Inhibition of vasospasm with lymphocyte function-associated antigen—1 monoclonal antibody in a femoral artery model in rats

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Object. The authors have previously shown that a monoclonal antibody (mAb) that recognizes intercellular adhesion molecule—1 (ICAM-1), also known as CD54, when administered systemically inhibits experimental vasospasm in a rat femoral artery model, suggesting that ICAM-1 and leukocyte-endothelial adhesion play a crucial role in the molecular chain of events leading to posthemorrhagic vasospasm. In this report the authors confirm this hypothesis with mAbs directed against lymphocyte function-associated antigen—1 ([LFA-1] CD11a/CD18), the molecule on the surface of leukocytes that interacts with ICAM-1.

Methods. Femoral arteries in 38 Sprague—Dawley rats were isolated and exposed to autologous blood. Twenty-nine animals were then randomized into three groups and received intraperitoneal injections of anti—LFA-1 mAb (10 rats), anti—ICAM-1 mAb (10 rats), or an isotype-matched control mAb (nine rats). Injections were administered at 3 hours and 3, 6, and 9 days after surgery. Before their deaths, six animals underwent spleen harvest, and splenocytes were used in fluorescence-activated cell sorter (FACS) analysis to verify saturation of appropriate binding sites. Animals were killed at 12 days and vessels were harvested for histological study and measurement of the luminal cross-sectional area. Nine animals were randomized as earlier, killed 24 hours after a single injection of mAb, and evaluated for periadventitial infiltration of granulocytes and macrophages. Results of FACS analysis demonstrated saturation of both LFA-1 and ICAM-1 binding sites in animals treated with the respective mAb. The mean ratios of blood-exposed to saline-exposed luminal cross-sectional areas (expressed as the percentage of lumen patency) were 90.1 ± 5.8% (mean ± standard error of the mean) for animals treated with the anti—LFA-1 mAb (p = 0.0218), 94.2 ± 3.3% for animals treated with the anti-ICAM-1 mAb (p = 0.0067), and 62 ± 7.4% for animals treated with the isotype-matched control mAb. Macrophage and granulocyte counts in the periadventitial region were 39.5 ± 3.2/hpf for animals treated with anti—LFA-1 mAb (p = 0.001), 42 ± 3.7/hpf for animals treated with anti—ICAM-1 mAb (p = 0.003), and 72.2 ± 6.2/hpf for control animals.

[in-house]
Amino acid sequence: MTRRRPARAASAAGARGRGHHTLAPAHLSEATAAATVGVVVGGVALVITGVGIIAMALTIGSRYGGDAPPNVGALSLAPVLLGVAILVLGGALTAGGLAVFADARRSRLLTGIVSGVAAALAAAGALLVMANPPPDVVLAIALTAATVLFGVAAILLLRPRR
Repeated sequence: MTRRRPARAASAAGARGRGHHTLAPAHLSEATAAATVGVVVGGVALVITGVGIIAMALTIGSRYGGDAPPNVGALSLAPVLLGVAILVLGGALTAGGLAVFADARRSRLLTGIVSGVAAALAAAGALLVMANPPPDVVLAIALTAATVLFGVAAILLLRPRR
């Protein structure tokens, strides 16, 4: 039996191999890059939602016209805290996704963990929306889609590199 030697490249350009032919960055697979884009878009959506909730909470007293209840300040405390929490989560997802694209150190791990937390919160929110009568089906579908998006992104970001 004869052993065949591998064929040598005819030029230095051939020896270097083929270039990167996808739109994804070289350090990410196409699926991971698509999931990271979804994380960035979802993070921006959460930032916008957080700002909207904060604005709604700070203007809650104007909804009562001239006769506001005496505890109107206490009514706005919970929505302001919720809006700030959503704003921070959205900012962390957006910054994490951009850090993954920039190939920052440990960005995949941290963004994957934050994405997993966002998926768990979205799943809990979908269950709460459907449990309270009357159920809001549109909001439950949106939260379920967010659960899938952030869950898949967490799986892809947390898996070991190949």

Conclusions. The systemic administration of anti—LFA-1 or anti—ICAM-1 mAb initiated 3 hours after exposure to autologous blood inhibits the development of delayed chronic vasospasm at 12 days in a rat femoral artery model and leads to a significant reduction in periadventitial inflammatory cells at 24 hours. The authors conclude that blocking the migration of inflammatory cells across the endothelial surface of an artery after adventitial exposure to blood prevents the initiation of biological cascades necessary for the subsequent development of chronic vasospasm.

Article Information

Address reprint requests to: Rafael J. Tamargo, M.D., Department of Neurological Surgery, The Johns Hopkins Hospital, Meyer 7–113, 600 North Wolfe Street, Baltimore, Maryland 21287. email: rtamarg@jhmi.edu.

© AANS, except where prohibited by US copyright law.

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Figures